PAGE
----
Entrepreneurs go into business with a variety of pre-existing skills. Some are natural salespeople, while others have the ability to come up with ideas that sell themselves. Even if you hire an accountant and especially if you utilize accounting software, it’s still important to have a basic understanding of the inner workings of your company’s finances. Here are 10 essential finance terms every entrepreneur needs to know.
1.) Assets - Check out my answer here8 to know more about what assets are and the types of assets.
2.) Liabilities - Check out my answer here8 to know more about liabilities and balance sheet.
3.) Expenses - Expenses are the costs the company incurs each month in order to operate, and include things like rent, utilities, legal costs, employee salaries, contractor pay, and marketing and advertising costs. To remain financially solid, businesses are often encouraged to keep expenses as low as possible.
4.) Accounts Receivable - Accounts receivable (A/R) is the amount that clients owe to a business. Usually the business notifies the client by invoice of the amount owed, and if not paid, the debt is legally enforceable. On a business’s balance sheet, accounts receivable is logged as an asset.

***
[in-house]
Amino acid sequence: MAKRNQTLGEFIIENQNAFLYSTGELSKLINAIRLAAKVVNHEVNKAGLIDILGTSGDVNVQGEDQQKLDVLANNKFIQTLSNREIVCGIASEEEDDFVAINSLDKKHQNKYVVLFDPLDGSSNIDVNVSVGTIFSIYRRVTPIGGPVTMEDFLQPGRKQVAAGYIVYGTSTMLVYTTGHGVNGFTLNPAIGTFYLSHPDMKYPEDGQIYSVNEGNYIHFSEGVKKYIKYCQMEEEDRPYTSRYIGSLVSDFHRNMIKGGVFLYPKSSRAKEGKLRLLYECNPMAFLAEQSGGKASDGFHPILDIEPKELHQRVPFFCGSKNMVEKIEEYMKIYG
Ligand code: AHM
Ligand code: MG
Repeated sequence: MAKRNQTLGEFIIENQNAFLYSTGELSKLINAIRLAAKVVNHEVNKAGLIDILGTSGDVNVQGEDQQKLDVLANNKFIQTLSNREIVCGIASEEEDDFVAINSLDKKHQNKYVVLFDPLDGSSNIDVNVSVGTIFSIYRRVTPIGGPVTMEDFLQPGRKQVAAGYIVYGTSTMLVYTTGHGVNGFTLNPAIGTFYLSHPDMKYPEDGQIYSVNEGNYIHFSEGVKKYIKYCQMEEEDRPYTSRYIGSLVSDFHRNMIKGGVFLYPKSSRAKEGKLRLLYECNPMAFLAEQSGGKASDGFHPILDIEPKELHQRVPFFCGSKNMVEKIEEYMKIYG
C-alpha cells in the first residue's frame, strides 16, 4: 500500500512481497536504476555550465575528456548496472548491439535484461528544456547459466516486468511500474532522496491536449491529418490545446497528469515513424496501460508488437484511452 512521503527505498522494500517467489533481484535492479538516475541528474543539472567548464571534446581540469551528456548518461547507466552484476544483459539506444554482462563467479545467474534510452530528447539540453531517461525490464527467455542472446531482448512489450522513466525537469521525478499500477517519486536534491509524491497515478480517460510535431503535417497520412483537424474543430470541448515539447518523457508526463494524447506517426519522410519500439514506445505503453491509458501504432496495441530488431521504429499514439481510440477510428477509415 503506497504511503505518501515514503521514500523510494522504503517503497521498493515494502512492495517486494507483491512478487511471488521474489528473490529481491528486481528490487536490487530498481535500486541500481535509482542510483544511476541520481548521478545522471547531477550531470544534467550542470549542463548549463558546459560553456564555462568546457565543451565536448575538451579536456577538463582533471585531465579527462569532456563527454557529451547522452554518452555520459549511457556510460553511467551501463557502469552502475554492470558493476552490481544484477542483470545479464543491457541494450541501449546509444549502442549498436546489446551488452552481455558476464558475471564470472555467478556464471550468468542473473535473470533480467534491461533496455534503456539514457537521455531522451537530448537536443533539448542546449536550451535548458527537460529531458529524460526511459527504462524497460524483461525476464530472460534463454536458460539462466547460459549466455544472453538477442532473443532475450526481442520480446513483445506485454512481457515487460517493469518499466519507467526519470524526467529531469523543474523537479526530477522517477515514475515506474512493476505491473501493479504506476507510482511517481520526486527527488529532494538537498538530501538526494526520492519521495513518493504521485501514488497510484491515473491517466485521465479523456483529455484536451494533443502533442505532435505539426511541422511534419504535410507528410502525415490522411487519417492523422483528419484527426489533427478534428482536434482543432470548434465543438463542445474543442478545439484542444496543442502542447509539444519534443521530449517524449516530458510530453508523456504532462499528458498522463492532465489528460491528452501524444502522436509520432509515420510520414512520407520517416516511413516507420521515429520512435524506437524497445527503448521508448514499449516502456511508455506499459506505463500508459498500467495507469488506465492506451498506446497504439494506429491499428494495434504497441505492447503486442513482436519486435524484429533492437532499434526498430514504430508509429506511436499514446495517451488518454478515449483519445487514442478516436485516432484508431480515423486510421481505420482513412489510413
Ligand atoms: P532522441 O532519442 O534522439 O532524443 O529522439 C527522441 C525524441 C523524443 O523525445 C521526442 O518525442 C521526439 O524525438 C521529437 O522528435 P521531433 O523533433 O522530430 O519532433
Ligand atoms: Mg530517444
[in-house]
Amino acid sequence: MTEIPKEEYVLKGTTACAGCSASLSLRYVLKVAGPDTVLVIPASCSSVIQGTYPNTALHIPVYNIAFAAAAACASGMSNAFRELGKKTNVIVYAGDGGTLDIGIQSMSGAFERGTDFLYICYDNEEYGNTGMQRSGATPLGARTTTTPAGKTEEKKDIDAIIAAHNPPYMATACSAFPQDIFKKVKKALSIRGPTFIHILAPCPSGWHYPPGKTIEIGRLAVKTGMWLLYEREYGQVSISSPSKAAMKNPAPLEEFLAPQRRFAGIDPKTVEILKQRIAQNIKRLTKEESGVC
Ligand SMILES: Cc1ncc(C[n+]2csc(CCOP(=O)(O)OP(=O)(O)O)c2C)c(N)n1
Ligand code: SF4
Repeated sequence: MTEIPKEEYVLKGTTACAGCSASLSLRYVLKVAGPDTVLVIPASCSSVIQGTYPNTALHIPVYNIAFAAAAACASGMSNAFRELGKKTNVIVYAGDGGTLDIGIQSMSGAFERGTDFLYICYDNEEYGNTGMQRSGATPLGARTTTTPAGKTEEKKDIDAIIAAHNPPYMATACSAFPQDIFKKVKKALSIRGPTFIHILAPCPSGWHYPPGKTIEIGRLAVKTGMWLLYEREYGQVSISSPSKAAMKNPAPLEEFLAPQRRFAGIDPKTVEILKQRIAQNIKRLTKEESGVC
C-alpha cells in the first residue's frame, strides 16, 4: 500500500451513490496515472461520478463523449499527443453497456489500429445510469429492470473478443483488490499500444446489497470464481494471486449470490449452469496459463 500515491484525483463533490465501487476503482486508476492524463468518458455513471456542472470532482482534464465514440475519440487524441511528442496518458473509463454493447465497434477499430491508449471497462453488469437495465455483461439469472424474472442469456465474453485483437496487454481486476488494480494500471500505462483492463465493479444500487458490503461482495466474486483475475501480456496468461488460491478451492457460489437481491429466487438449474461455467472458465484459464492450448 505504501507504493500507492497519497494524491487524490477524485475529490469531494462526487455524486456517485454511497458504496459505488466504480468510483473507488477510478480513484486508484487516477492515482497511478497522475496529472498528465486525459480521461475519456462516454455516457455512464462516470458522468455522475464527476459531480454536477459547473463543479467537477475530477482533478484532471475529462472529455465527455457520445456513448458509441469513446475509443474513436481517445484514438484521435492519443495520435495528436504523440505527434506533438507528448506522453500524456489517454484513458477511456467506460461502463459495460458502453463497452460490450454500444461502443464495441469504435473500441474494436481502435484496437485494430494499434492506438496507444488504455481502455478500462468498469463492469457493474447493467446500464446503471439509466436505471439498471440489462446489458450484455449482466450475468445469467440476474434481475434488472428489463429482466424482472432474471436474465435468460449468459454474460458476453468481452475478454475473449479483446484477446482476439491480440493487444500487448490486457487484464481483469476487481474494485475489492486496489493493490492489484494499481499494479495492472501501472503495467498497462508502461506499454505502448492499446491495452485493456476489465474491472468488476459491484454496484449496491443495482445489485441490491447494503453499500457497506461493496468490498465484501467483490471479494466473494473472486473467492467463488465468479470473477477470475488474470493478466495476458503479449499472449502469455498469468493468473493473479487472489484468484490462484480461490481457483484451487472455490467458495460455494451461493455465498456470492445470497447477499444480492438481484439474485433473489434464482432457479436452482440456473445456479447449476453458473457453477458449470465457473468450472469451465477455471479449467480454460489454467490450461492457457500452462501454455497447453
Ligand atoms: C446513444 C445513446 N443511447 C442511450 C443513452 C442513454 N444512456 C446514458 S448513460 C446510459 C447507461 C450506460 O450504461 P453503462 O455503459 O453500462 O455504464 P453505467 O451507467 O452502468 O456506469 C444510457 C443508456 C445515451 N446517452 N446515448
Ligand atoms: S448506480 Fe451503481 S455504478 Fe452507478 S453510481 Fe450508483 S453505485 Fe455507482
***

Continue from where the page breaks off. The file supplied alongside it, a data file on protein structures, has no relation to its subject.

5.) Cash Flow - Cash flow is the overall movement of funds through the business each month, including income and expenses. For instance, cash flows into the business from clients and customers who purchase the goods or services directly, or through the collection of debts in the form of accounts receivable. On the other hand, cash flows out of the business to pay expenses like rent, utilities, taxes, and accounts payable.
6.) Cash Flow Statement - A cash flow statement shows the money that entered and exited a business during a specific period of time..
7.) Profit and Loss - Profit is the generation of more revenue from the sale of its product or service than it costs to make that product or service. Loss is the exact opposite.
8.) Income Statement - Also known as the "profit and loss statement", this document summarizes the profits and losses incurred during a specified period, which is usually a fiscal quarter or a full calendar year.
9.) Net Profit -To determine your net profit, you would subtract all your business expenses from your total sales revenue in order to determine just how much money your company has earned above and beyond the cost of producing and selling your product or service. And because it’s usually found on the last line of a company’s income statement, it’s often also called the bottom line.